Filed Under:Claims, Litigation

Greenberg's defamation case against Spitzer can proceed, panel finds

Former American International Group Inc. chief executive Maurice
Former American International Group Inc. chief executive Maurice "Hank" Greenberg participates in a news conference in New York, Monday, Feb. 13, 2017. (AP Photo/Seth Wenig)

Ex-American International Group (AIG) CEO Maurice "Hank" Greenberg may pursue defamation claims against his longtime foil, former New York Gov. Eliot Spitzer, who said that Greenberg was guilty of fraudulent accounting practices, a state appeals court ruled.

'Actual malice'

Writing for a four-judge panel of the Appellate Division, Second Department, Justice Cheryl Chambers said that a Putnam County judge properly found Spitzer's public statements about Greenberg were made with actual malice to "discredit Greenberg and damage his reputation and career" while bolstering his own.

Related: Greenberg says 'disgraceful' legal case detroyed great company

Chambers was joined on the decision by Justices Mark Dillon, Leonard Austin and Robert Miller. Oral arguments in the case were held in March 2016.

In 2005, while he was New York attorney general, Spitzer's office launched an investigation into AIG's accounting practices and Greenberg subsequently resigned from the company.

Spitzer's office also filed suit against Greenberg that year under the Martin Act, one of New York's "Blue Sky Laws," which gives the New York attorney general extraordinary authority to investigate and prosecute fraud. He accused Greenberg of taking part in a fraudulent reinsurance deal to boost AIG's revenues, as well as brokering a deal with an offshore company to make losses from its failing auto warranty insurance business look like capital losses.

Statements at issue

Spitzer made the statements at issue in the defamation case in 2012 on CNBC's "Closing Bell," four years after his single term as New York's governor was cut short by a prostitution scandal. He also made the statements on the now-defunct Current TV network, as well as in his 2013 book "Protecting Capitalism."

In one example from his CNBC interview, Spitzer said that, under Greenberg, AIG was being run by a "CEO whose accounting was fraudulent. That's why the board removed him," Chambers said the statement implies that the allegations against Greenberg were established, when in fact they were pending.

Additionally, Chambers said, because Spitzer brought the suit against Greenberg, a listener would be less likely to take his statements as fact rather "than merely expressing an opinion about the strength of the case."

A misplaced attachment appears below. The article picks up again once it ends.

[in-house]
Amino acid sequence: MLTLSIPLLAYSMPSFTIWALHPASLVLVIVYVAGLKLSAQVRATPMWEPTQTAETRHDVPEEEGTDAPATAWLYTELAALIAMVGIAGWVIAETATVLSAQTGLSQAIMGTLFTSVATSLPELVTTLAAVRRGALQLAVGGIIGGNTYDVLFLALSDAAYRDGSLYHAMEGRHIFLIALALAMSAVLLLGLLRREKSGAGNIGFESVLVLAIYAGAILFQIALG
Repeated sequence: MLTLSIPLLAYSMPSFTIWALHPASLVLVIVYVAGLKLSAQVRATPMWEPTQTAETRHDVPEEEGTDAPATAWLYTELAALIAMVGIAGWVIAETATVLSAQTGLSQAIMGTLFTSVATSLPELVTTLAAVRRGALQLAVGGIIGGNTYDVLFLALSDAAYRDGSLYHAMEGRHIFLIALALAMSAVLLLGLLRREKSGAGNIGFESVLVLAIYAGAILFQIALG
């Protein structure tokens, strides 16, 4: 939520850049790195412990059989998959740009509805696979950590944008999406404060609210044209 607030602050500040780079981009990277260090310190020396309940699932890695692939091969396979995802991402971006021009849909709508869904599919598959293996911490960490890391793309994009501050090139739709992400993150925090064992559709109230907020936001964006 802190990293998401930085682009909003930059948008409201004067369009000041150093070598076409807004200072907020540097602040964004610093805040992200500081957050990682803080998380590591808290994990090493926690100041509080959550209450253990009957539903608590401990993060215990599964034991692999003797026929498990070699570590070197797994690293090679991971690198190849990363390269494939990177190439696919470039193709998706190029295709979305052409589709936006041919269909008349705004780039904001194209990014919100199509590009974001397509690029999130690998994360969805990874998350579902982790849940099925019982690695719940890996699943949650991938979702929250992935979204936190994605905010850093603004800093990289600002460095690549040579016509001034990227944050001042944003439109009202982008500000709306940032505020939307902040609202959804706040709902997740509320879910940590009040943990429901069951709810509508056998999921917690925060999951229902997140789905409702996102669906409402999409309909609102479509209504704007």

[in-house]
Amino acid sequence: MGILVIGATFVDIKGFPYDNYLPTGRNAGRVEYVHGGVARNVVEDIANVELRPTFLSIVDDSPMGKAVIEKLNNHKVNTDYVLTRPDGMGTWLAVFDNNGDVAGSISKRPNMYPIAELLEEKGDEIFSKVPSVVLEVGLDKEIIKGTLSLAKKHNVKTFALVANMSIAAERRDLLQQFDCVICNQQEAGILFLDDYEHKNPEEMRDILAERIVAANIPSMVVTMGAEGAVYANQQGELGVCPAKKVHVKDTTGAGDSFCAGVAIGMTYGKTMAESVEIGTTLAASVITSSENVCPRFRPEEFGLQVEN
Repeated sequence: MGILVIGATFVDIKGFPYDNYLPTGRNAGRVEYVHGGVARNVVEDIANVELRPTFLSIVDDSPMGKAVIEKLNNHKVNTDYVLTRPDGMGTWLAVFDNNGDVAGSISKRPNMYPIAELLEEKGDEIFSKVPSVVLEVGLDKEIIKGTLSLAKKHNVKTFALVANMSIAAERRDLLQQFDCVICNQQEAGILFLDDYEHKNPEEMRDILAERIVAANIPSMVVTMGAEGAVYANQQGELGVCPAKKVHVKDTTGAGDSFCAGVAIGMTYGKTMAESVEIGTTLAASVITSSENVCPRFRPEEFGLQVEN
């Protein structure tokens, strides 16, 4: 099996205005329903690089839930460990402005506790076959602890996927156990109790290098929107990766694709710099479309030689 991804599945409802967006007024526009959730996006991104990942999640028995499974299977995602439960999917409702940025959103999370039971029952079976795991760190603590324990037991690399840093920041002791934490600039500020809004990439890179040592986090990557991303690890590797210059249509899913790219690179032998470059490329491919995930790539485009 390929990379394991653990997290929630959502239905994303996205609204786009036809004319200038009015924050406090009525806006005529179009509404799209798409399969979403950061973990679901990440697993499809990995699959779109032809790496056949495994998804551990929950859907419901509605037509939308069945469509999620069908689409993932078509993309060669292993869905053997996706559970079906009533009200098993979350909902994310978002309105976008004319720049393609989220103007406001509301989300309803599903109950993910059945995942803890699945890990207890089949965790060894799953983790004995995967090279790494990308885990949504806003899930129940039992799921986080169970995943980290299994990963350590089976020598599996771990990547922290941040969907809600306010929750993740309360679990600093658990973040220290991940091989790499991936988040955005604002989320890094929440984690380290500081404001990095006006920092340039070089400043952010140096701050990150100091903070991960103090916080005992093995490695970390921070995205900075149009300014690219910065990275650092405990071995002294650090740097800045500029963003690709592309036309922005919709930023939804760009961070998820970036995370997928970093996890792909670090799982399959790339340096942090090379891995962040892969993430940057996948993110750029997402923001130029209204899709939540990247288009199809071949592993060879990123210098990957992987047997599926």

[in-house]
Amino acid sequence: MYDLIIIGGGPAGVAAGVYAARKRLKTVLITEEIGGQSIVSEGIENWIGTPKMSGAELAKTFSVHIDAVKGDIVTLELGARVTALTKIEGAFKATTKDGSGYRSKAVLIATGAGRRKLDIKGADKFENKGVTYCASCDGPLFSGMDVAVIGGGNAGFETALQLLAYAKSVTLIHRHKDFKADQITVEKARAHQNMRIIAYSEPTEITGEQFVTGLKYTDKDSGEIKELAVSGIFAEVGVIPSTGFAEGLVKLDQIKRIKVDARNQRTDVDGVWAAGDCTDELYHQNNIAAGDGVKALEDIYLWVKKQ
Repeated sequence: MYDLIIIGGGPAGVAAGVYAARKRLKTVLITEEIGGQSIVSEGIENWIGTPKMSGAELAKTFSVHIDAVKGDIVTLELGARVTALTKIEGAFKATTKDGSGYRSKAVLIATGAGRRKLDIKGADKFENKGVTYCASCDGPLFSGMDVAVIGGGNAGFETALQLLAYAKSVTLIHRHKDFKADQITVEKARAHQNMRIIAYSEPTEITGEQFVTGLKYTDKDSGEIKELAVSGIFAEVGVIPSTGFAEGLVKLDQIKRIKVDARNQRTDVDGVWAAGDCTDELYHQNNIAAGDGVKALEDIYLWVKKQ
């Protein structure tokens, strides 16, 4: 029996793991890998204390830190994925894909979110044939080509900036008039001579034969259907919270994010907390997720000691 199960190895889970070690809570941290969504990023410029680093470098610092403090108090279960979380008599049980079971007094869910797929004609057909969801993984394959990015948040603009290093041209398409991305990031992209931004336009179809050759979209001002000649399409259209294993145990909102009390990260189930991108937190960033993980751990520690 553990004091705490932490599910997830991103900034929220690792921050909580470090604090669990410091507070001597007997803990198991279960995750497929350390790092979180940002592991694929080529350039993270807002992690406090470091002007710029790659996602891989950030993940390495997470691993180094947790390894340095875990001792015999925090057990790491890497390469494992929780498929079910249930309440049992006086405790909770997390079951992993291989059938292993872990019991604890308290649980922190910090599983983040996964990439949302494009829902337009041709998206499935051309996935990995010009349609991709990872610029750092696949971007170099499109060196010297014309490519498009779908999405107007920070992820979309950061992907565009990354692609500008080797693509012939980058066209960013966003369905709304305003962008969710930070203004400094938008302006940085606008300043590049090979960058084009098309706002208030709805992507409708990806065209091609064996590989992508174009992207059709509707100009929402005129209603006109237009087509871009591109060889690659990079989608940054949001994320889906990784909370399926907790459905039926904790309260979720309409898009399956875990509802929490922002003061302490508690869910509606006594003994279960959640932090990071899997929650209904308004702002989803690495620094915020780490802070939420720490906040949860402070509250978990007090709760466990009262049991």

Greenberg is represented by his longtime lawyer David Boies, as well as Boies Schiller Flexner attorneys Nicholas Gravante, Robert Dwyer and Amy Neuhardt.

Proceed to trial

"We are, of course, pleased with the appellate court's decision which will now permit Mr. Greenberg's claims to proceed to trial," Boies said in an emailed statement.

Spitzer was represented by Levine Sullivan Koch & Schulz partner Jay Ward Brown. In a statement, Spitzer said he looks forward to "proving the truthfulness" of the statements he made about Greenberg during his run as AIG's CEO.

Related: Greenberg explains involvement as CEO in failing AIG line

He also echoed a statement from a February news release from New York Attorney General Eric Schneiderman's office announcing a $9 million settlement between Greenberg and the government in the civil fraud case, which stated that Greenberg admitted to "initiating, participating in, and approving two fraudulent transactions committed by AIG" while he was CEO.

"A decade of legal obstructionism by Greenberg will not obscure the facts," Spitzer said.

The word "fraud" does not appear in the statement Greenberg submitted for the settlement.

Schneiderman's news release announcing the settlement agreement, trumpeted by both sides as a victory, touched off a brief PR battle between Schneiderman and Greenberg, with Boies firing out a statement on the latter's behalf that the attorney general's statements were "false and misleading" and noting that the government originally sought $5 billion in damages in the case.

Andrew Denney is a staff reporter for the New York Law Journal and ALM Media. Contact him at On Twitter: @messagetime.

Originally published on New York Law Journal. All rights reserved. This material may not be published, broadcast, rewritten, or redistributed.


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